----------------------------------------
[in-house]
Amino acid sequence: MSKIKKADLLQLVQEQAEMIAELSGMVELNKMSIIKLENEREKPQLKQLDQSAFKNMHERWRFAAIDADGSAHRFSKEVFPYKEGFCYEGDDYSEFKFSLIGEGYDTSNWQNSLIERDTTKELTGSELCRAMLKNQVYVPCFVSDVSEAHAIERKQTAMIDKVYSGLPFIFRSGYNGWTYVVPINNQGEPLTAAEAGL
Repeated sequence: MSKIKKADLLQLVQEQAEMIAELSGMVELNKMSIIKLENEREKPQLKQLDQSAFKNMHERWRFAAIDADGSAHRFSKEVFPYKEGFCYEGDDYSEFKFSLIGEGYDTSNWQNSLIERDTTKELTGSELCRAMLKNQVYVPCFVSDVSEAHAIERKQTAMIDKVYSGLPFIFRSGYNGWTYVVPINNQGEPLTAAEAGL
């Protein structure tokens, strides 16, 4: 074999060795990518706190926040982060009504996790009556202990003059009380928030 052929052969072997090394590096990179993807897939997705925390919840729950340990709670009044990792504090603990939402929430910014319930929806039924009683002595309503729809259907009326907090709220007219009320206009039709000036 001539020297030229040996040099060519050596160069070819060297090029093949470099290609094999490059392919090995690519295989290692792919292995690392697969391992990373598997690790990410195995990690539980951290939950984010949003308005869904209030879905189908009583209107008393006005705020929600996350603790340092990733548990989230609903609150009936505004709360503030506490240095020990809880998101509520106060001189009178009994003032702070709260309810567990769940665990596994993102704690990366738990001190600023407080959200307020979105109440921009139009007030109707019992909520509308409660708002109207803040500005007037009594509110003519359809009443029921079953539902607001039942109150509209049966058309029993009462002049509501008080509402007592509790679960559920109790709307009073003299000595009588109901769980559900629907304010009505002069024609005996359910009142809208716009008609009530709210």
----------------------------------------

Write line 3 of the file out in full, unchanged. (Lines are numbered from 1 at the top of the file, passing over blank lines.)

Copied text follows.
Repeated sequence: MSKIKKADLLQLVQEQAEMIAELSGMVELNKMSIIKLENEREKPQLKQLDQSAFKNMHERWRFAAIDADGSAHRFSKEVFPYKEGFCYEGDDYSEFKFSLIGEGYDTSNWQNSLIERDTTKELTGSELCRAMLKNQVYVPCFVSDVSEAHAIERKQTAMIDKVYSGLPFIFRSGYNGWTYVVPINNQGEPLTAAEAGL